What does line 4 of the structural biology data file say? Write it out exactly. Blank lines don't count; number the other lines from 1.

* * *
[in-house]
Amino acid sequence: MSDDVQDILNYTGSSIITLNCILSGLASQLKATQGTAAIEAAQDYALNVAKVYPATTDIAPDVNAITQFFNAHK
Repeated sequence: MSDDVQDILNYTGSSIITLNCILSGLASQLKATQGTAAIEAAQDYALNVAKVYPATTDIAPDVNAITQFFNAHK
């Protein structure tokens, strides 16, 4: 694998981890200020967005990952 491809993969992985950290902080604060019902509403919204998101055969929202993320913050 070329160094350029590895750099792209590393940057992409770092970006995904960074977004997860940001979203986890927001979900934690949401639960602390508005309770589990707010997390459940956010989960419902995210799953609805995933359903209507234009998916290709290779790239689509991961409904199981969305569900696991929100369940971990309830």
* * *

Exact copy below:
């Protein structure tokens, strides 16, 4: 694998981890200020967005990952 491809993969992985950290902080604060019902509403919204998101055969929202993320913050 070329160094350029590895750099792209590393940057992409770092970006995904960074977004997860940001979203986890927001979900934690949401639960602390508005309770589990707010997390459940956010989960419902995210799953609805995933359903209507234009998916290709290779790239689509991961409904199981969305569900696991929100369940971990309830």